Odiyal, also known as Kotta Kilangu, or Panam Kilangu, is the island’s much loved and popular delicacy. This fibrous and nutritious tuber grown in the North, East, and South of the tropical island can be enjoyed in various forms.
Words Swetha Ratnajothy.
Odiyal from palmyra palm tubers (Palmyrah sprouts) has a characteristic taste, loved by most Sri Lankans. There is an age-old custom to plant palmyrah seeds to germinate in the northern peninsula. An abundance of these seeds is hidden in clusters in molds of sand. Once fully grown, they are extracted. Then piles of the golden-hued Odiyal are loaded to baskets. It is cleaned and laid out to dry under the sweltering sun in the courtyards of homes and gardens and in open areas. The odiyal cultivation is also practiced in the eastern and southern provinces, reaping a bountiful harvest of golden tubers’. Odiyal can be enjoyed as a juicy, tender snack by boiling it in salt and turmeric water.
The dried Odiyal in golden yellow shades makes it a crunchy and lovable snack. Makeshift roadside stalls might frequently prompt passersby to stop by and get these popular snacks to be shared and enjoyed with family. Adding to that is a range of delightful snacks, from bundles of Odiyal, neatly tied to heaps of Odiyal chips (Palmyrah chips), ready to be sold in the North.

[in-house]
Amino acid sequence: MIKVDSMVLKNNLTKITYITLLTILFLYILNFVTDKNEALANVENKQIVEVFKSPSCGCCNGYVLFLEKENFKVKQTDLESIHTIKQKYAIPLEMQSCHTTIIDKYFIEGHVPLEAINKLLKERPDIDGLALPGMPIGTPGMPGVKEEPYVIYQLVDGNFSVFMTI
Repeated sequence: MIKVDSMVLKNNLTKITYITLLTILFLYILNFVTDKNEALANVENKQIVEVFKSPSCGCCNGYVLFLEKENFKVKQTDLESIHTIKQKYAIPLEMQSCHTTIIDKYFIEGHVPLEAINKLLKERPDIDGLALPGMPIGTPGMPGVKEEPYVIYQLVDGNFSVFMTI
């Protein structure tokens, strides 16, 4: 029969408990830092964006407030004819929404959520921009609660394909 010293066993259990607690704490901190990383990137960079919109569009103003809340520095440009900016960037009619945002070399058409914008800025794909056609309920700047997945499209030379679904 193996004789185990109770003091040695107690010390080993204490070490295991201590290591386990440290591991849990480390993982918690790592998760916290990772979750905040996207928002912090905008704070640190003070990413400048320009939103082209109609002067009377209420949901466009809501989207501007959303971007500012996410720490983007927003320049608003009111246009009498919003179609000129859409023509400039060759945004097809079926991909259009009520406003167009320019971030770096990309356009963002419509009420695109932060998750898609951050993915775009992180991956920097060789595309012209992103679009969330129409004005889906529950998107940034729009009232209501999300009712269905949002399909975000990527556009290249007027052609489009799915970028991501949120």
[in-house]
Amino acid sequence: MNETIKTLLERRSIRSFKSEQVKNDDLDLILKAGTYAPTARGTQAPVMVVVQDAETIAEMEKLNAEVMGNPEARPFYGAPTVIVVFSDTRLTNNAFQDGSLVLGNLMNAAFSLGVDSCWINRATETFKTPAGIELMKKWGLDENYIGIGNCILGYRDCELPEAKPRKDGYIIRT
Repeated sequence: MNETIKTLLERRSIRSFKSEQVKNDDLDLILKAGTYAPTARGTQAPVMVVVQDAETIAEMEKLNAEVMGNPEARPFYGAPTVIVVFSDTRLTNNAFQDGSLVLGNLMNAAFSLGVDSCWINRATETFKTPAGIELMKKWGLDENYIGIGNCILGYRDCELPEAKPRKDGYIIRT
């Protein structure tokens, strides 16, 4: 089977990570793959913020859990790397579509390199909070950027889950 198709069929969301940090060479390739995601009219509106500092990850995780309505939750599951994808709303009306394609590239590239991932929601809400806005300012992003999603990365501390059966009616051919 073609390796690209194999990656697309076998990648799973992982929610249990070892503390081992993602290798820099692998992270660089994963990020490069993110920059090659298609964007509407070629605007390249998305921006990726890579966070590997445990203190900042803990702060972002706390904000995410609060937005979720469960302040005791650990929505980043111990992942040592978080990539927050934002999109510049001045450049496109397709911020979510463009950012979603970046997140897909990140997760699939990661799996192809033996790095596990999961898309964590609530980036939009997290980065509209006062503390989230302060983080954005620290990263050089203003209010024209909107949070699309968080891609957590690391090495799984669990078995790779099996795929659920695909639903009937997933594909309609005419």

Odiyal is rich in carbohydrates, fiber, calcium, magnesium, iron, and protein. Nutrition and taste are part and parcel of the lives in the North. The natives have found various exciting ways to prepare and indulge in this haven of goodness.
The Odiyal flour is commonly used by native Tamils to prepare the signature seafood soup – Jaffna kool. The seafood soup is a tradition of Jaffna, and it is very healthy, fulfilling, and wholesome. It is prepared using seafood ingredients such as crab, fish, cuttlefish, crayfish, and prawns to create a broth. Next is adding long beans, jak seeds, manioc, salt, turmeric, chilies with a hint of tamarind. Odiyal flour is added and left to simmer to bring a thick consistency. It is served in dry coconut shell cups, reflecting authenticity. The flour is also used to prepare Odiyal pittu and palm posha. A savory style of enjoying Kotta Kilangu is adding boiled yam, scraped coconut, green chili, pepper, salt, red onion, and garlic. Once pound together, it can be rolled into circular balls and enjoyed as a raw and savory delicacy.
The island offers countless experiences to immerse in, from a bucket list of food to culture, religion, adventures, excursions, wildlife, art, and many more. It is a treasure trove of many delights and delicacies to indulge in, and adding to that list is Odiyal with its unique flavors.
Odiyal has a characteristic taste, loved by most Sri Lankans.